10.1371/journal.pone.0087189

Assessing Intraspecific Variation in Effective Dispersal Along an Altitudinal Gradient: A Test in Two Mediterranean High-Mountain Plants

Abstract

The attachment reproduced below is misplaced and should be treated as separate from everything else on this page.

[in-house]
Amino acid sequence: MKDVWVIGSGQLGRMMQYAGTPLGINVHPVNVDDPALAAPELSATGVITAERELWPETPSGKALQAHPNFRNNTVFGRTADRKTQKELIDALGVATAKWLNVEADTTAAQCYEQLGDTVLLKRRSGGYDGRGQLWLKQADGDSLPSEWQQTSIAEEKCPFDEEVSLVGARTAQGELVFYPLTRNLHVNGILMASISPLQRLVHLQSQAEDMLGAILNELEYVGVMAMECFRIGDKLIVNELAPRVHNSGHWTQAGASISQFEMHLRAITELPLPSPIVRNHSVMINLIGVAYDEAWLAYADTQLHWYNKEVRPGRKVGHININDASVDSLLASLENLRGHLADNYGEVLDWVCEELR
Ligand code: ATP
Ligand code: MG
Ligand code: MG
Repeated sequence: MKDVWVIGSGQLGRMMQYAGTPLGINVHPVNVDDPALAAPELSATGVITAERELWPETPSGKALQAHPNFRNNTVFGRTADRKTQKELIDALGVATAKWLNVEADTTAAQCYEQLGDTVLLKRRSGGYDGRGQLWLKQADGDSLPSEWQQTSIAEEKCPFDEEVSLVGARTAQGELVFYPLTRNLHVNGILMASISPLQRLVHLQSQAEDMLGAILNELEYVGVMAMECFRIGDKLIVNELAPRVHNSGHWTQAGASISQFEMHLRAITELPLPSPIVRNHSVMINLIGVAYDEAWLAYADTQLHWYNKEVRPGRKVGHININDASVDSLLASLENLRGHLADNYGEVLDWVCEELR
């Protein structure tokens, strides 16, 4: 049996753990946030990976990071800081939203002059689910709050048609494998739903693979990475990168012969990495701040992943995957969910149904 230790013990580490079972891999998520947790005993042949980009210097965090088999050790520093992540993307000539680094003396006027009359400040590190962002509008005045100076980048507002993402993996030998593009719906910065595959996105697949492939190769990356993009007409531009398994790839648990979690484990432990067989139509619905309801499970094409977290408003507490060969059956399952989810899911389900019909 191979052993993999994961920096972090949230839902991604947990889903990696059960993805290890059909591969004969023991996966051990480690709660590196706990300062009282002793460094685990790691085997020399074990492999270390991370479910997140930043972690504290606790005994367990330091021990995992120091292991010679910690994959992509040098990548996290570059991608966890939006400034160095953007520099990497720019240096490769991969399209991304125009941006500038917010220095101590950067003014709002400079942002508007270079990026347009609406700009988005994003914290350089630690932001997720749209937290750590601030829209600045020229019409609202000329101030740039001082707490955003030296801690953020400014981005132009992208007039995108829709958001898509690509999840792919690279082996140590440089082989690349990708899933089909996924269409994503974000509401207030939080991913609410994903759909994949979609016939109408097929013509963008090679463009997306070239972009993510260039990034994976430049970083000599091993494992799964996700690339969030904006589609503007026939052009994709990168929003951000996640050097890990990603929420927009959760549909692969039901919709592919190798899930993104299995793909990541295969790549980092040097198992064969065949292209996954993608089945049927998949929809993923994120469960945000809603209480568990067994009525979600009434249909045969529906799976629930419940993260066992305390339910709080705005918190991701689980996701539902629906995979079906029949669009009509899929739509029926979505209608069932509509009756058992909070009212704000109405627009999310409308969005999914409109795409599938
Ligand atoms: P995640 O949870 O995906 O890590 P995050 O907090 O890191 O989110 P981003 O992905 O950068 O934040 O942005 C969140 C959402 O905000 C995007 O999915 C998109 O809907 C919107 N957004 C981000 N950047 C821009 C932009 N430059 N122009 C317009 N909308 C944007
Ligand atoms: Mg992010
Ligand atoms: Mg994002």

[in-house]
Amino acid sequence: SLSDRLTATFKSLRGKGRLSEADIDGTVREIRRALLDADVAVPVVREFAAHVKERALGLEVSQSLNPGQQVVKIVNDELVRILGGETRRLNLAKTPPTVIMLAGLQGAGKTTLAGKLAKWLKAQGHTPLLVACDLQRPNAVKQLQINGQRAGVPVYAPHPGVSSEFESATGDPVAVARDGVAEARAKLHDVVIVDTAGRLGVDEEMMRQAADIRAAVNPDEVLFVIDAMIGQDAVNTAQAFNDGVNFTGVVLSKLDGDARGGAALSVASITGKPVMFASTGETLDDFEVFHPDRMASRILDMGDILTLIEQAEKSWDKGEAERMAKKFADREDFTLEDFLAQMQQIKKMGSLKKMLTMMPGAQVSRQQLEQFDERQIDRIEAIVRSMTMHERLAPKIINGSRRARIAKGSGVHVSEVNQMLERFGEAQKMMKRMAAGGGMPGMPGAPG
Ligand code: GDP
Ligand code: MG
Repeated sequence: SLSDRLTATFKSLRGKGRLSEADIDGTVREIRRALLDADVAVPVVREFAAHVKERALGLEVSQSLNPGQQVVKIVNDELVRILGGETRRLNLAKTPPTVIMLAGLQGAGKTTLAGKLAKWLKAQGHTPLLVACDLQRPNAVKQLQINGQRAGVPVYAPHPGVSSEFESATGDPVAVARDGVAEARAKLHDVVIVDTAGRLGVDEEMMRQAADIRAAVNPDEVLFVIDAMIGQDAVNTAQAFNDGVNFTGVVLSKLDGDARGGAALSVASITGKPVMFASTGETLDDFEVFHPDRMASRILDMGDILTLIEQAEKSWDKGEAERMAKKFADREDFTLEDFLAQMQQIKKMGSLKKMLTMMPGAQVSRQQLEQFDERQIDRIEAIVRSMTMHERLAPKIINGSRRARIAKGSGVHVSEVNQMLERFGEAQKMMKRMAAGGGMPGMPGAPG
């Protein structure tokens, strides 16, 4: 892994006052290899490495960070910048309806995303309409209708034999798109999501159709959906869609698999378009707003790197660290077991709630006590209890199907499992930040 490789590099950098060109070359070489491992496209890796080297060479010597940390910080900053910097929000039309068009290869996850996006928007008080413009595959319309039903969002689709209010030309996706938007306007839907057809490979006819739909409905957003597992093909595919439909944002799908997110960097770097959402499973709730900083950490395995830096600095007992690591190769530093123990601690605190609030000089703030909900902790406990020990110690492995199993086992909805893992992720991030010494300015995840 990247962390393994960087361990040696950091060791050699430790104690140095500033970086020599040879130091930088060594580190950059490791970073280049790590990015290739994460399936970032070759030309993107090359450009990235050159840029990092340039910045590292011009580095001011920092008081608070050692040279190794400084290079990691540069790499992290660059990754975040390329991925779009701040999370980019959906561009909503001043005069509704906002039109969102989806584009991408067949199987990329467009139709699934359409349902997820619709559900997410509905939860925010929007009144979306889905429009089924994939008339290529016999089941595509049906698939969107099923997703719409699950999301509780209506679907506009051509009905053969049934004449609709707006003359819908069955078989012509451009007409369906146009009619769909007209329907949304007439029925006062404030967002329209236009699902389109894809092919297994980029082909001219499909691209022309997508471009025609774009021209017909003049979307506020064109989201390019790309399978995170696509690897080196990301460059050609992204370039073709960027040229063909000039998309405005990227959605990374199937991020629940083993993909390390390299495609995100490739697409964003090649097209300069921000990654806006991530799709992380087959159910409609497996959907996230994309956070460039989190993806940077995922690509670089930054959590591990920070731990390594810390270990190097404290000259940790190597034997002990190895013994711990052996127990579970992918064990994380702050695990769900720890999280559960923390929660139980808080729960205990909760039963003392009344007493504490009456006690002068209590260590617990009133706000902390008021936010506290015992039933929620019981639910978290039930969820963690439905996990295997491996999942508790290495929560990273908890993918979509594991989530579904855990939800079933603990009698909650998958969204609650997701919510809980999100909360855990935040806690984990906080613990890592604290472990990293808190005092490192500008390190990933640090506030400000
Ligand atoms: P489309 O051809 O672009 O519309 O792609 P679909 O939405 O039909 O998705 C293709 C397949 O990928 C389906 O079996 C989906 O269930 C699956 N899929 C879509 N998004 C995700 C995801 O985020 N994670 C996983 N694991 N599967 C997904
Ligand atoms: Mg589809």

<div><p>Background</p><p>Plant recruitment depends among other factors on environmental conditions and their variation at different spatial scales. Characterizing dispersal in contrasting environments may thus be necessary to understand natural intraspecific variation in the processes underlying recruitment. <i>Silene ciliata</i> and <i>Armeria caespitosa</i> are two representative species of cryophilic pastures above the tree line in Mediterranean high mountains. No explicit estimations of dispersal kernels have been made so far for these or other high-mountain plants. Such data could help to predict their dispersal and recruitment patterns in a context of changing environments under ongoing global warming.</p><p>Methods</p><p>We used an inverse modelling approach to analyse effective seed dispersal patterns in five populations of both <i>Silene ciliata</i> and <i>Armeria caespitosa</i> along an altitudinal gradient in Sierra de Guadarrama (Madrid, Spain). We considered four commonly employed two-dimensional seedling dispersal kernels exponential-power, 2Dt, WALD and log-normal.</p><p>Key Results</p><p>No single kernel function provided the best fit across all populations, although estimated mean dispersal distances were short (<1 m) in all cases. <i>S. ciliata</i> did not exhibit significant among-population variation in mean dispersal distance, whereas significant differences in mean dispersal distance were found in <i>A. caespitosa</i>. Both <i>S. ciliata</i> and <i>A. caespitosa</i> exhibited among-population variation in the fecundity parameter and lacked significant variation in kernel shape.</p><p>Conclusions</p><p>This study illustrates the complexity of intraspecific variation in the processes underlying recruitment, showing that effective dispersal kernels can remain relatively invariant across populations within particular species, even if there are strong variations in demographic structure and/or physical environment among populations, while the invariant dispersal assumption may not hold for other species in the same environment. Our results call for a case-by-case analysis in a wider range of plant taxa and environments to assess the prevalence and magnitude of intraspecific dispersal variation.</p></div

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